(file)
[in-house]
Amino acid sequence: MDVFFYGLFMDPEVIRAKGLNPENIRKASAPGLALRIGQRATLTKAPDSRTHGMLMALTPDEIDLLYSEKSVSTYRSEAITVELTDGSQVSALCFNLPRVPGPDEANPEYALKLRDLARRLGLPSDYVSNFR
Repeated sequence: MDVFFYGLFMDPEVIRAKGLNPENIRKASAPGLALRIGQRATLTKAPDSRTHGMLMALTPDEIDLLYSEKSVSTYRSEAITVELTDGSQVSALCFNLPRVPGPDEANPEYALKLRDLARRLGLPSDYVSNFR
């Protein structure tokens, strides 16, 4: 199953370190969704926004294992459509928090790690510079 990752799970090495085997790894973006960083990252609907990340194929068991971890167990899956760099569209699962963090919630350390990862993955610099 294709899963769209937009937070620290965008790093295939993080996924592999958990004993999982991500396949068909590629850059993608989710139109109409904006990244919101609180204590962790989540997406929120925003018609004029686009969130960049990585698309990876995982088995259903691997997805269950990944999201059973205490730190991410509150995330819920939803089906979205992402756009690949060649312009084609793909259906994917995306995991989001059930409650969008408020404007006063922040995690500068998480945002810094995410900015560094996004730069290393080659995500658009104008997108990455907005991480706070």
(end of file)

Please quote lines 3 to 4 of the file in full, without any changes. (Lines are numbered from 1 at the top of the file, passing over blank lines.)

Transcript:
Repeated sequence: MDVFFYGLFMDPEVIRAKGLNPENIRKASAPGLALRIGQRATLTKAPDSRTHGMLMALTPDEIDLLYSEKSVSTYRSEAITVELTDGSQVSALCFNLPRVPGPDEANPEYALKLRDLARRLGLPSDYVSNFR
């Protein structure tokens, strides 16, 4: 199953370190969704926004294992459509928090790690510079 990752799970090495085997790894973006960083990252609907990340194929068991971890167990899956760099569209699962963090919630350390990862993955610099 294709899963769209937009937070620290965008790093295939993080996924592999958990004993999982991500396949068909590629850059993608989710139109109409904006990244919101609180204590962790989540997406929120925003018609004029686009969130960049990585698309990876995982088995259903691997997805269950990944999201059973205490730190991410509150995330819920939803089906979205992402756009690949060649312009084609793909259906994917995306995991989001059930409650969008408020404007006063922040995690500068998480945002810094995410900015560094996004730069290393080659995500658009104008997108990455907005991480706070």